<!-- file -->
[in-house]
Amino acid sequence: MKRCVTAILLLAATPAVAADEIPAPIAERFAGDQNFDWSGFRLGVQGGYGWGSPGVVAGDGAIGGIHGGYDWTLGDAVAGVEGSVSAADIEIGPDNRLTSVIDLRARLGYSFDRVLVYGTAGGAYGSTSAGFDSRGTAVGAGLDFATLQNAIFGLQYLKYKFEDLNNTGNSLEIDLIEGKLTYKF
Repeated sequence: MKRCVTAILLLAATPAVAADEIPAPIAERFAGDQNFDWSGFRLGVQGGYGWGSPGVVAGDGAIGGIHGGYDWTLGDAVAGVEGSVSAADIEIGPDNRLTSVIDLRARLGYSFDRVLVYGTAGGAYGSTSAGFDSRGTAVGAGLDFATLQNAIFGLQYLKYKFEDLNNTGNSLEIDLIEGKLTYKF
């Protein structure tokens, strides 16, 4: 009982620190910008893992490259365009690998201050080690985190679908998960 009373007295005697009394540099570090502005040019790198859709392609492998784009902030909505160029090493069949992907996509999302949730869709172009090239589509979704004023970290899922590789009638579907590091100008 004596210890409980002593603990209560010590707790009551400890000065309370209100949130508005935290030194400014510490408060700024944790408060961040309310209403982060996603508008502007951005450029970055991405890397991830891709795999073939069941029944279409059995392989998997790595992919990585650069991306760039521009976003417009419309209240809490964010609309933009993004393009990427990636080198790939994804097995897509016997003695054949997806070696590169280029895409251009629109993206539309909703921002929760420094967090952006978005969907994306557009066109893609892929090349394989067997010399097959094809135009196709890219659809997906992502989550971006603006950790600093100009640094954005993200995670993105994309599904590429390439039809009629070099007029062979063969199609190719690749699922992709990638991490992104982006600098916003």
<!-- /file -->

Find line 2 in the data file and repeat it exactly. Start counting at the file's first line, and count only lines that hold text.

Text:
Amino acid sequence: MKRCVTAILLLAATPAVAADEIPAPIAERFAGDQNFDWSGFRLGVQGGYGWGSPGVVAGDGAIGGIHGGYDWTLGDAVAGVEGSVSAADIEIGPDNRLTSVIDLRARLGYSFDRVLVYGTAGGAYGSTSAGFDSRGTAVGAGLDFATLQNAIFGLQYLKYKFEDLNNTGNSLEIDLIEGKLTYKF